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The Saville Laver Society met in Oxford on 7th March, 2015, for its 17th Annual Dinner.  Local organizer Oliver Lunt, a 2nd year undergraduate reading physics at Trinity   College, Oxford, had made a dinner reservation for that evening at Somerville  College, on Woodstock Road.  A proportion of the diners initially gathered at The Lamb and Flag, not far away in St Giles’.  They then transferred on foot to Somerville to unite with the other dinner guests for a drink in the Old College Bar.  From there, we ascended to the Reading Room, a generously-sized location where we took our places at the Dinner Table, according to the helpful seating plan provided. For a College which had been single sex  (female) from its foundation in 1879 for 115 years (men have been admitted since 1994), it was a little ironic that all 17 of this evening’s dinner guests were male.
  Printed menus on the tables disclosed the food and wine we were to be served, featuring Fillet of Beef for the main course, with red and white wines originating in France.  Following the tasty and plentiful food provided for our consumption, Tim Gartside (Headmaster) rose to deliver  his short speech from the Top Table.  He welcomed the presence of David Wheeldon, former Headmaster, and others, warmly thanking Oliver Lunt for making all the arrangements this year.  He noted the pleasant company of Kevin Pearson and Tom Murray, respectively retired Head of VIth form, and new Head of VIth form, effective September 2014. Tim reported on the best-ever A-level results obtained by the Class of 2014, and the current total of 13 pupils hoping to be admitted to Oxford or Cambridge this year.  He did not duck the issue of the recent adverse publicity the School had received in the national press.  This was a consequence of the Crown Court prosecution and conviction of a former teacher for actions that took place some three decades ago.  The Headmaster concluded by proposing the Toast to the School’s first Headmaster, L Saville Laver.  Alistair Allen then proposed the Toast to the School.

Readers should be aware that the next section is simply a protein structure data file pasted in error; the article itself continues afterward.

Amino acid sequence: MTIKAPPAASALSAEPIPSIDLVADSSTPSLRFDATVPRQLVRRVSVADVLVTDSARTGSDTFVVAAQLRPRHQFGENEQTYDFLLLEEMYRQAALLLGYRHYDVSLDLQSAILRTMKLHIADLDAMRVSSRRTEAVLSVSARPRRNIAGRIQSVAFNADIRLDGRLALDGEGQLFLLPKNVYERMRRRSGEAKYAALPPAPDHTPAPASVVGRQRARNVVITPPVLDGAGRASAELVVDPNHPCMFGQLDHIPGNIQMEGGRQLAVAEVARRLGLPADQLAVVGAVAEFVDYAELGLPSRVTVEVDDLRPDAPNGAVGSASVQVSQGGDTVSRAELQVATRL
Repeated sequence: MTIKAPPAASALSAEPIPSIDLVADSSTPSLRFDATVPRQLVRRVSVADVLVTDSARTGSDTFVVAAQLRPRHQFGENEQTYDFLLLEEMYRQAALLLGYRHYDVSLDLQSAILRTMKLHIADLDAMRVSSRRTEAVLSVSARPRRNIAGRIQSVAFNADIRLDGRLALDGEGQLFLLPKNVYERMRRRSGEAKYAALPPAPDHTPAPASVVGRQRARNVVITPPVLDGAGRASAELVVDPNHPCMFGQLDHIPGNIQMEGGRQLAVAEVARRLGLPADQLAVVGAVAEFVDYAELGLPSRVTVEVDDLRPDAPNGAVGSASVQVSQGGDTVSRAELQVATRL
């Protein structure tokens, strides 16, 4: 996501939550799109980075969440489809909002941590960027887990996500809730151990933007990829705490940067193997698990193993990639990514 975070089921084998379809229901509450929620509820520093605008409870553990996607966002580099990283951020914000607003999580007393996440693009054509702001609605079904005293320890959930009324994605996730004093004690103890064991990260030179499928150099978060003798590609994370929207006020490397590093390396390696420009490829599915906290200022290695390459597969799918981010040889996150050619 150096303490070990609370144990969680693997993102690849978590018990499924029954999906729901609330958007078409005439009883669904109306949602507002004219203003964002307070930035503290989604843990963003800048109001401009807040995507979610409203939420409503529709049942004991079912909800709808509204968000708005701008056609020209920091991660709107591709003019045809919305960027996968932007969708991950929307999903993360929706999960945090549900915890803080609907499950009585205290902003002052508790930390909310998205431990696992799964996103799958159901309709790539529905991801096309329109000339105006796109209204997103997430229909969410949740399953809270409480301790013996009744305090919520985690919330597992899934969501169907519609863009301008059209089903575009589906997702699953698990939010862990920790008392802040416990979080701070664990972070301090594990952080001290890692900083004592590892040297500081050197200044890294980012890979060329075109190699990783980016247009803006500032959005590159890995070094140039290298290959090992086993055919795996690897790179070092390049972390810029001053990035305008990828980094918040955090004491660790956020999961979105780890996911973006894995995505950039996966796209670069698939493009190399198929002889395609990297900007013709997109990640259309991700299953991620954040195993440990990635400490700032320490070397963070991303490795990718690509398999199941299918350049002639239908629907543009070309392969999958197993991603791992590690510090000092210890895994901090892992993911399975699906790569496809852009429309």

A little while later, most of the diners adjourned to The Royal Oak, a venerable hostelry conveniently situated across the Woodstock Road from Somerville.  Here, further drinks were consumed and enlightened conversation carried on ahead of the General Election in two months’ time.
Ken Lea